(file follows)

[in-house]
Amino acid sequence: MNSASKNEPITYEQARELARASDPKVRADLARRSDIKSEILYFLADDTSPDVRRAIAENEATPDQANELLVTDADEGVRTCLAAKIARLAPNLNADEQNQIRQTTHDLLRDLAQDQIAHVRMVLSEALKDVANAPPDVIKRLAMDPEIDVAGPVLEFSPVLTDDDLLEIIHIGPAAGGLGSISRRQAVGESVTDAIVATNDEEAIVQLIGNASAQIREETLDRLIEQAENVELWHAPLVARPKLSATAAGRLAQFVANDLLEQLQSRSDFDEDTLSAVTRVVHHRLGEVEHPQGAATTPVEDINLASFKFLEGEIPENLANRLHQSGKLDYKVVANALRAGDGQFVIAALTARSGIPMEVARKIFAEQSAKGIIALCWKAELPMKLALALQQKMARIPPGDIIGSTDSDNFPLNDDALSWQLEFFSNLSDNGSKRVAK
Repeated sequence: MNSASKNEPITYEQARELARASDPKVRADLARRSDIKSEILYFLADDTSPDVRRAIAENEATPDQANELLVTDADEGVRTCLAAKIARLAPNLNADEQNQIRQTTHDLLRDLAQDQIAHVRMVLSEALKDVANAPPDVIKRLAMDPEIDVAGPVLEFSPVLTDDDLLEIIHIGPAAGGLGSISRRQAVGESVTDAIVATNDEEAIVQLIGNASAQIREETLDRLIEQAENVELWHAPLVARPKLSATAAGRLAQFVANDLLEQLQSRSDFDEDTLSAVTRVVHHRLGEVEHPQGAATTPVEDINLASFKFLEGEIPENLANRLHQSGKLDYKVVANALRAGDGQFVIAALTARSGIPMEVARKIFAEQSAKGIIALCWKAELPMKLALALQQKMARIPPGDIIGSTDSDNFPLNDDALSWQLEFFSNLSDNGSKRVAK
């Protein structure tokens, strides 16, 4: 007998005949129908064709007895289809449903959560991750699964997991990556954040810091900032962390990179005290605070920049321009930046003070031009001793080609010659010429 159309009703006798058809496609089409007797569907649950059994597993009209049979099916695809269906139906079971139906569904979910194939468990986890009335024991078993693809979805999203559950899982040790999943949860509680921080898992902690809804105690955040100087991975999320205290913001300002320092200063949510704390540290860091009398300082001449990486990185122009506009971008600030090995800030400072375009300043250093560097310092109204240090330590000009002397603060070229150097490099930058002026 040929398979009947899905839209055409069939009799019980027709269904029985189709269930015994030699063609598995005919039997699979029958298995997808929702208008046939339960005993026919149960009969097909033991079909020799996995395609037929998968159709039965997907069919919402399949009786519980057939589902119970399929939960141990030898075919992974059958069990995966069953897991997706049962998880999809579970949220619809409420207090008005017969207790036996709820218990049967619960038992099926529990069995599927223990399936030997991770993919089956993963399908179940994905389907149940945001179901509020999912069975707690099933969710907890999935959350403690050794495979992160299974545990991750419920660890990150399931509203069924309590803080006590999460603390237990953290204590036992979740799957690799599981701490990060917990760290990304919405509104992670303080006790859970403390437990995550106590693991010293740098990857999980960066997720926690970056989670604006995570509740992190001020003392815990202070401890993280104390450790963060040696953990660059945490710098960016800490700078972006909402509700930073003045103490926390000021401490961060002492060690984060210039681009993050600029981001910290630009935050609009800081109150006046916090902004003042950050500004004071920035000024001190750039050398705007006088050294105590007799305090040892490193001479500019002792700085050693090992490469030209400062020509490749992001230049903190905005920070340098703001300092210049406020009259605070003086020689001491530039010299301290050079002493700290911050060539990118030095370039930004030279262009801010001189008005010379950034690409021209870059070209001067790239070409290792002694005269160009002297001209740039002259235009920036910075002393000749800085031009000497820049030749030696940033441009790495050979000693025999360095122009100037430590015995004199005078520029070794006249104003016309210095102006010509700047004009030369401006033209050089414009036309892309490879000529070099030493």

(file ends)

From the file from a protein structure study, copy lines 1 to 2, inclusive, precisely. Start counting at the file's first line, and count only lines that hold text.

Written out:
[in-house]
Amino acid sequence: MNSASKNEPITYEQARELARASDPKVRADLARRSDIKSEILYFLADDTSPDVRRAIAENEATPDQANELLVTDADEGVRTCLAAKIARLAPNLNADEQNQIRQTTHDLLRDLAQDQIAHVRMVLSEALKDVANAPPDVIKRLAMDPEIDVAGPVLEFSPVLTDDDLLEIIHIGPAAGGLGSISRRQAVGESVTDAIVATNDEEAIVQLIGNASAQIREETLDRLIEQAENVELWHAPLVARPKLSATAAGRLAQFVANDLLEQLQSRSDFDEDTLSAVTRVVHHRLGEVEHPQGAATTPVEDINLASFKFLEGEIPENLANRLHQSGKLDYKVVANALRAGDGQFVIAALTARSGIPMEVARKIFAEQSAKGIIALCWKAELPMKLALALQQKMARIPPGDIIGSTDSDNFPLNDDALSWQLEFFSNLSDNGSKRVAK